Skip to main content Deutsch

Vaccination: Regulatory and information strategies to increase vaccination coverage

Austrian Vaccination Day 2020 on 18 January in Austria Center Vienna with the theme "Vaccination: for everyday and exceptional situations"
All News
from left: Rudolf Schmitzberger (Austrian Medical Association), Ursula Wiedermann-Schmidt (MedUni Vienna) and Gerhard Kobinger (Austrian Chamber of Pharmacists)

(Vienna, 11 December 2020) For decades now, general vaccination coverage in Austria has been too low and this has led to the resurgence of serious infectious diseases such as measles and whooping cough (pertussis) and also resulted in too many flu-related deaths. In a joint press conference held by MedUni Vienna, the Austrian Medical Association and the Austrian Chamber of Pharmacists to mark Austrian Vaccination Day on 18 January 2020, new strategies were outlined for achieving higher vaccination coverage in future, thereby closing the "vaccination gaps".

"In the case of measles, we are maintaining good vaccination coverage of nearly 95% for the first vaccination of 2 – 5-year-olds," says Ursula Wiedermann-Schmidt, Head of MedUni Vienna's Institute of Specific Prophylaxis and Tropical Medicine and medical director of Vaccination Day 2020. "However, when it comes to the crucial second vaccination, coverage falls to around 81% in young children.  Barely 70% of 15 – 30-year-olds benefit from the complete protection provided by two vaccinations. This keeps the highly infectious disease alive and puts young children, the weak, elderly and those with compromised immune systems at risk. Herd protection is compromised." 

To eliminate measles, the World Health Organization (WHO) recommends that at least 95% of the total population should be given both vaccinations. The situation regarding the flu vaccination is quite dire: "Vaccination coverage for influenza is below 10% in Austria, even though people are well aware that flu causes hundreds of deaths every year," she points out. "We know that healthcare professionals play a central role when it comes to explaining about vaccinations and setting an example. Therefore, vaccinations, which have previously only been recommended, should become compulsory for healthcare professionals. The OSR (Austrian Supreme Health Council) has now unanimously agreed this position, which it will put before the next government."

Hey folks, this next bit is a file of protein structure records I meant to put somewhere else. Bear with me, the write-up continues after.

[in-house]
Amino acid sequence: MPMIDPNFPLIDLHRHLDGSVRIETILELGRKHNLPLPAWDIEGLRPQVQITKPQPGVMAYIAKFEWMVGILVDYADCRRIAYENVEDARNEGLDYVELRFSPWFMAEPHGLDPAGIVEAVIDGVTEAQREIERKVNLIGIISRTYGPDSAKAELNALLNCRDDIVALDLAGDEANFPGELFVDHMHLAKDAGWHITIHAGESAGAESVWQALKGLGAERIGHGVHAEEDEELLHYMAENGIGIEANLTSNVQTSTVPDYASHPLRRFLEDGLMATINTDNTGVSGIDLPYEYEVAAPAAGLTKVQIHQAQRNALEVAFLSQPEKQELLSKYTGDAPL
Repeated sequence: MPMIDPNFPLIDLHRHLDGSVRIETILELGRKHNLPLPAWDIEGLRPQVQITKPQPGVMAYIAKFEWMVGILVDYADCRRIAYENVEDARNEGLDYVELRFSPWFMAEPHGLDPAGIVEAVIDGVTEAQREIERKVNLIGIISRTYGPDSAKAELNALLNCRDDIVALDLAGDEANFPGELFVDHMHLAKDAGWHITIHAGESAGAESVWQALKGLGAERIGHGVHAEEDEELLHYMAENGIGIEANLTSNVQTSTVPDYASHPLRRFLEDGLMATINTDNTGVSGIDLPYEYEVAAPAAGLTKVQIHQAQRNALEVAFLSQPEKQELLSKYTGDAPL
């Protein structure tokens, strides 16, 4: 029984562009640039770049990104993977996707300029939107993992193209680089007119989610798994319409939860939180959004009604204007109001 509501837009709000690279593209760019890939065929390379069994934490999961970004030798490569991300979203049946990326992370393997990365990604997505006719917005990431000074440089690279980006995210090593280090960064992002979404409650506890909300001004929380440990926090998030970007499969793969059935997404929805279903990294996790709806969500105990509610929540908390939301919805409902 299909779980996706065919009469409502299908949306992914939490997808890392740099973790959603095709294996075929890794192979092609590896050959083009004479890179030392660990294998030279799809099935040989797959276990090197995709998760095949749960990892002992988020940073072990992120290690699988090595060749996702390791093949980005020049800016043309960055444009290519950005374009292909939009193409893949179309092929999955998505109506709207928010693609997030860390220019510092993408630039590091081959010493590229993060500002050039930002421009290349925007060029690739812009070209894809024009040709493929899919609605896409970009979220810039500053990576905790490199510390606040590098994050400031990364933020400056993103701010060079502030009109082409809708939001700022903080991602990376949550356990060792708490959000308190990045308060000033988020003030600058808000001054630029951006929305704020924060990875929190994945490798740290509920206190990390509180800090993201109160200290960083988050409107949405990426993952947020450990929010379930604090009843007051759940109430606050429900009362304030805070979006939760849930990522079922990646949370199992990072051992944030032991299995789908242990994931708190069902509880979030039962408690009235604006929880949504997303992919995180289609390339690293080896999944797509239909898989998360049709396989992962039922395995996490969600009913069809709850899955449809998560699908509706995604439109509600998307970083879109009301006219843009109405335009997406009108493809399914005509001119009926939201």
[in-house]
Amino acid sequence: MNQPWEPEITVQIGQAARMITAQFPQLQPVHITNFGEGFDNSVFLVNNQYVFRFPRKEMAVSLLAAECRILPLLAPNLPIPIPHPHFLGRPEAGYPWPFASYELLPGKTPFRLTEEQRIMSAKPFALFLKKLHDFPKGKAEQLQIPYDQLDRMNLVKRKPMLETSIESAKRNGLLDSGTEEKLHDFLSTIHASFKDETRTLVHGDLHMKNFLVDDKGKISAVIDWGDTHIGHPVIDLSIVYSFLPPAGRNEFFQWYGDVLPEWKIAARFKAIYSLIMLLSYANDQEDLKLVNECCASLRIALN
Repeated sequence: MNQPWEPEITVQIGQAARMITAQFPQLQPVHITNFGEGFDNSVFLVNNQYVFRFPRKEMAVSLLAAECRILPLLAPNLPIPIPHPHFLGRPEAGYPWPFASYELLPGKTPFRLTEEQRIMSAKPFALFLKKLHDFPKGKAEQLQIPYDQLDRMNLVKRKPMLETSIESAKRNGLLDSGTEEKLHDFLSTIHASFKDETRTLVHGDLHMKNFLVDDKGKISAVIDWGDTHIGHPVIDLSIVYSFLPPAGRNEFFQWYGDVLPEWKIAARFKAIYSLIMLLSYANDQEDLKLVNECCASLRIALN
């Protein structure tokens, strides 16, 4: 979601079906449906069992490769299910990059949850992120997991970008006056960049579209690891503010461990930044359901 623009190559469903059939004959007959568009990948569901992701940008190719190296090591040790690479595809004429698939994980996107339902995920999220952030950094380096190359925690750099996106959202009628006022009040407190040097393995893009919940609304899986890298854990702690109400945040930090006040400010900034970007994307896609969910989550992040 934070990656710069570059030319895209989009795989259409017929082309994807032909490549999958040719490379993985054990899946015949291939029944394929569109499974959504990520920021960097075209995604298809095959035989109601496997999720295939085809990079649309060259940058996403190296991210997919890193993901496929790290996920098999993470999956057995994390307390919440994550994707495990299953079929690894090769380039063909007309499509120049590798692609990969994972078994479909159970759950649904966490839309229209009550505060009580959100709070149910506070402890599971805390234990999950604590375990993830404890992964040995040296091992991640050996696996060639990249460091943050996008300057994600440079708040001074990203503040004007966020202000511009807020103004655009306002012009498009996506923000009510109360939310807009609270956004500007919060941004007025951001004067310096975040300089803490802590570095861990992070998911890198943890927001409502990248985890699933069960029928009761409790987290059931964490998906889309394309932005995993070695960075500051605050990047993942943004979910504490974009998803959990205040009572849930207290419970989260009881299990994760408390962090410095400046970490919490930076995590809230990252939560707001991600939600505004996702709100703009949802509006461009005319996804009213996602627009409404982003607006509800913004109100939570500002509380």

This will apply to Austrian healthcare professionals, that is to say groups who are constantly in contact with patients and/or patient material: doctors, carers and nurses but also medical assistants and midwives. Says Wiedermann-Schmidt: "Compulsory vaccination should not only take place when people enter the healthcare profession but should also apply to people already working in the healthcare system, who need booster vaccinations." One of the main themes on Vaccination Day is how measures operate in other countries, including improved information about compulsory vaccination – recently introduced in Germany. Another demand for improving vaccination coverage relates to social institutions. In future, before children are admitted into a nursery or primary school, parents should be given a mandatory talk by a doctor about vaccination and again, a legal basis must be created for this and it must be included in the Mother-and-Child Pass (Mutter-Kind-Pass).

According to Wiedermann-Schmidt, the introduction of electronic vaccination certificates is essential, if we are to permanently improve the vaccination situation and related documentation in Austria. A pilot phase should be started in 2020, with nationwide roll-out by 2022. The main benefit is that it provides a reminder system for patients and establishes a vaccination register, which can be used to determine vaccination coverage and also to allow vaccination programmes to target the age groups where the greatest vaccination gaps exist.

Medical Association calls for comprehensive package of measures